Glaucous Macaw Parrot - Are They Extinct? Overview & Origin | Punnaka
glaucous macaw parrot DETAILS
Glaucous Macaw Parrot - Are They Extinct?
- Glaucous Macawis a vast parrot that's either extinct or close to becoming extinct. They are related to the Hyacinth (vulnerable), Lear's Macaw (endangered), and Spix's Macaws (all of which are extinct in the wild), and they all hail from South America.
- They are substantial South American parrots considered extinct or nearing extinction, with the last credible sightings dating back to the 1960s.
Origin & History:
- It was previously present in northern Argentina, northeast Uruguay, south Paraguay, and Brazil from the state of Paraná downstream.
- The major rivers were where they were most commonly spotted, with Corrientes, Argentina, accounting for the majority of reports.
- The bird was already scarce in the late 1800s, and by the 1900s, there had only been two sightings. Since then, the number of sightings has steadily decreased.
Colors & Marking:
- It is a giant parrot that stands around 28 inches (70 cm) tall and has the typical long tail and large beak of Macaws.
- They have a light to the medium gray head and are turquoise-blue in hue.
- A featherless pale-yellow ring around each eye and yellow crescent-shaped lappets surrounding the lower half of the beak distinguish them.
- Its diet primarily consisted of palm nuts, mainly from the Yatay Palm, as well as berries, nuts, vegetation, and various fruits.
- Paraguay, Argentina, and Brazil were once home to this species.
- Glaucous Macaw had identified in subtropical gallery forests with cliffs and moderately forested palm-rich savannas feeding on the nuts of Butia yatay palms.
- They were found mainly in a small area of southern South America, primarily in the middle of the major rivers.
- They were discovered in Brazil's border region (from Parana state southwards) and northeastern Argentina, as well as in southern Paraguay and potentially northern Uruguay (Artigas).
- Most of the unusual parrot records came from Corrientes, Argentina, on the Paraguay and Parana Rivers' lower reaches (where a few species with data documented).
- Subtropical cliffy woodlands and palm-tree savannahs were among its frequent habitats.
- They nested on these cliffs, steep banks, and occasional tree cavities. They expected to have an average clutch size of two eggs.
- In captivity, one species survived for 14.8 years. Others claimed to have spent more than 20 years in captivity.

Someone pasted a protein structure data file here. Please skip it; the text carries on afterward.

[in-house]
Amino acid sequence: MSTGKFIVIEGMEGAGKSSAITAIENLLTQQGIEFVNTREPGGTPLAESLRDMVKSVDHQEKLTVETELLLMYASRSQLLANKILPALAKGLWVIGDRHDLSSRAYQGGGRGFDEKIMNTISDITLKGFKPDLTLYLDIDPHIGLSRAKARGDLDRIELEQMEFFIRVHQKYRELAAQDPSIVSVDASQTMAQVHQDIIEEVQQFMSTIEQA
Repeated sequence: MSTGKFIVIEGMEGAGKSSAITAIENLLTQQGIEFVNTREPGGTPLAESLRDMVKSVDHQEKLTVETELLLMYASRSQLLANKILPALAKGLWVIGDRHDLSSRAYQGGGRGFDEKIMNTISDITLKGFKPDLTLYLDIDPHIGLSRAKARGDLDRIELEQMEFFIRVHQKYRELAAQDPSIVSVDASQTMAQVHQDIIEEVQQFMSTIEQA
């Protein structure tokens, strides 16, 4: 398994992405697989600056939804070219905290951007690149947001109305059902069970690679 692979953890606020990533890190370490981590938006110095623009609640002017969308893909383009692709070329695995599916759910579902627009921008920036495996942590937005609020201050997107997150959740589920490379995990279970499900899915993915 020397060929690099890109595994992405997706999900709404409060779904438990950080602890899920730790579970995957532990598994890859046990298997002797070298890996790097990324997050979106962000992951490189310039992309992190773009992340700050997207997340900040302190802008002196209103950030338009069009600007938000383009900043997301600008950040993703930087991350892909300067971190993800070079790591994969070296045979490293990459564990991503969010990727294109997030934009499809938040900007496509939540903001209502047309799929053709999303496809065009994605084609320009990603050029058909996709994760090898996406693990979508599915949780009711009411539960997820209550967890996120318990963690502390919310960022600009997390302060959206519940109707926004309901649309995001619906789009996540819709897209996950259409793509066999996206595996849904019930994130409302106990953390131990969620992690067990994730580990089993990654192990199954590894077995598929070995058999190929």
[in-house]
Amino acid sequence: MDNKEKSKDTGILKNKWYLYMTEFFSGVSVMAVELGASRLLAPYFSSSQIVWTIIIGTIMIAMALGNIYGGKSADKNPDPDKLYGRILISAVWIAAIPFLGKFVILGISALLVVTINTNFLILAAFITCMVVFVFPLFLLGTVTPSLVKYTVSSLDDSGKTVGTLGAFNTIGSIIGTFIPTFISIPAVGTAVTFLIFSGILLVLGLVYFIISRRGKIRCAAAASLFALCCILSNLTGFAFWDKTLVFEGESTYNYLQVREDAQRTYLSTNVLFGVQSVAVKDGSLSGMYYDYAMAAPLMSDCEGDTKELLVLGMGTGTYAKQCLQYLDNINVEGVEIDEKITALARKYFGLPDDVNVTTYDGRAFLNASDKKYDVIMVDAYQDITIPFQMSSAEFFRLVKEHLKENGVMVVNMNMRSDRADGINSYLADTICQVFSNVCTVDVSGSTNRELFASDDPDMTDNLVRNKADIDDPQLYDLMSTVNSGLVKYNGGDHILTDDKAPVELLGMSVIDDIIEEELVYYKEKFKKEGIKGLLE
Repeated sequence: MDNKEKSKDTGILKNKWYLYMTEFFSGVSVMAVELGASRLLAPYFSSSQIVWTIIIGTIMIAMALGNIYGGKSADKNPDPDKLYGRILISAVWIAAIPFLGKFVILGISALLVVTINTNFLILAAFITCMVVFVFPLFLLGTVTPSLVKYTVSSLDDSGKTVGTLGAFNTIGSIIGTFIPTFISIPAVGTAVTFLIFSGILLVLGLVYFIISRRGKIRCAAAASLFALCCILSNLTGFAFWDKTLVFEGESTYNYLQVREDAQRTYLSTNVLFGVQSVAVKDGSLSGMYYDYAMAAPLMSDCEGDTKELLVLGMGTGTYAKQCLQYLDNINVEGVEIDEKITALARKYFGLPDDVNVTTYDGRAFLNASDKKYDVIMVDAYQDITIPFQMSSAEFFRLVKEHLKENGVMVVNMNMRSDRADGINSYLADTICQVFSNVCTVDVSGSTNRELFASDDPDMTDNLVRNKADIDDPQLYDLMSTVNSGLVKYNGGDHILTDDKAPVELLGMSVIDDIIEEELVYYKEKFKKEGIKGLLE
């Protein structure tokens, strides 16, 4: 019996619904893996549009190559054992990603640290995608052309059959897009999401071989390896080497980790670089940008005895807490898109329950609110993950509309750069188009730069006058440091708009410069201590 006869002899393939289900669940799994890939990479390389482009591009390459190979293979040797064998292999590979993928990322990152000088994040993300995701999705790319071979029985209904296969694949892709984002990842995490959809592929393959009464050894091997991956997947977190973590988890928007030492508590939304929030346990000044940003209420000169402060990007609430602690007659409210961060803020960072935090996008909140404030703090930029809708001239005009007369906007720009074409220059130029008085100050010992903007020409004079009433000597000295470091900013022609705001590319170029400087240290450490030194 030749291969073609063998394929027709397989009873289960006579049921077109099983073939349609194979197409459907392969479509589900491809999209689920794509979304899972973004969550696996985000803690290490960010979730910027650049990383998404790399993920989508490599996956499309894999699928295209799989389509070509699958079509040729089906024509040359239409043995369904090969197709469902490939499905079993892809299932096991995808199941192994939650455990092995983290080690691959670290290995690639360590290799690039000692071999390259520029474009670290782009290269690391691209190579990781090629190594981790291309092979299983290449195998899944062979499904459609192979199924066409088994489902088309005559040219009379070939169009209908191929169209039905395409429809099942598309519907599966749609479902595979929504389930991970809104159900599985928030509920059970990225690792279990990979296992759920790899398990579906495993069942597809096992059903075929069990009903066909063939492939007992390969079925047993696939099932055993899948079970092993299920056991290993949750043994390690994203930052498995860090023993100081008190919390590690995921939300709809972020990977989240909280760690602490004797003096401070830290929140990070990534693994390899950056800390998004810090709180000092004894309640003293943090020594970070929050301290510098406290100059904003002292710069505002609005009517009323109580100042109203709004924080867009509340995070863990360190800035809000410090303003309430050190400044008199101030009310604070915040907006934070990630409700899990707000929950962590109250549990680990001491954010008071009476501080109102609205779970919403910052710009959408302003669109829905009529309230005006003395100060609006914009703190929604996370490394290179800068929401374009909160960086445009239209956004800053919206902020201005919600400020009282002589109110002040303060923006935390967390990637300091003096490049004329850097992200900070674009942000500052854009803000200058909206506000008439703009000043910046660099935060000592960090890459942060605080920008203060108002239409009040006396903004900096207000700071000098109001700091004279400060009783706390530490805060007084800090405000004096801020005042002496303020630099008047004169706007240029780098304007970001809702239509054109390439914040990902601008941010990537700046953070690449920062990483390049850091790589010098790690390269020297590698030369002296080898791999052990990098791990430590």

- The larger parrots have a life expectancy of 50 to 80 years, and there's no reason the Glaucous Macaw shouldn't have the same.
Status in The Wild:
- In 1999, the World Parrot Trust dispatched four biologists and conservationists to Brazil to survey and look for the Glaucous Macaw. Unfortunately, they could not locate any of these species during their survey.
- They were able to get crucial information about the factors that contributed to the death of this lovely bird. This knowledge could aid in conserving other endangered species, including Macaws.
- The Glaucous Macaw has not been observed consistently since the 1960s. The last recorded Glaucous sighting was in 1936 when they had photographed at the Buenos Aires Zoo. Unfortunately, and predictably, the photo is black and white and fails to convey the beauty of the plumage.
- Due to the lack of documented sightings since the 1980s and the catastrophic degradation and loss of their habitat, According to a 2018 study, the Glaucous Macaw is "Critically Endangered - Possibly Extinct."
- They roosted and cuddled in the hollows of tree trunks and constructed nests in the rock faces that border the Parana and Uruguay Rivers more frequently. The female lays eggs in a nest within a tree hollow or in a dirt depression on a cliff wall, and most macaw pairings only reproduce once a year.
- Only the mother is responsible for incubating the eggs until the chicks hatch; the male is responsible for bringing her food.
- Both parents bring nourishment to the chicks once they hatch.
- Two eggs were most likely in a typical clutch.
- This blue parrot's population is on the verge of extinction.
- According to estimates, there are just around 20 glaucous macaws remaining in the world.
What Could Be Causing Their Decline?
- The loss of vast numbers of palm groves, whether by direct clearing for farming or the restriction of regeneration induced by cattle grazing, is the primary cause of their extinction.
- However, adequate habitat exists in El Palmar National Park in Argentina's Entre Rios province, where some may have lived, and persistent tales of their presence continue.
The International Union for Conservation of Nature has classified it as "Critically Endangered – Possibly Extinct" (IUCN).
The IUCN estimates that less than 20 in the wild habitat loss due to agriculture and housing is to blame for the species extinction.
Proposed Conservation Measures
We're interviewing locals, particularly parrots and the remnants of old hunters, to see whether there's any chance of a surviving population.
You're ready to act on any favorable information you obtain from the interviews.
- We will almost certainly never witness a Glaucous Macaw in person, and it will have to do with ancient images of preserved bones in natural history museums.
- If any Glaucous Macaws are still alive, that saved by Brazilian law.
- There may be a small population of these parrots in the forest's uncharted regions.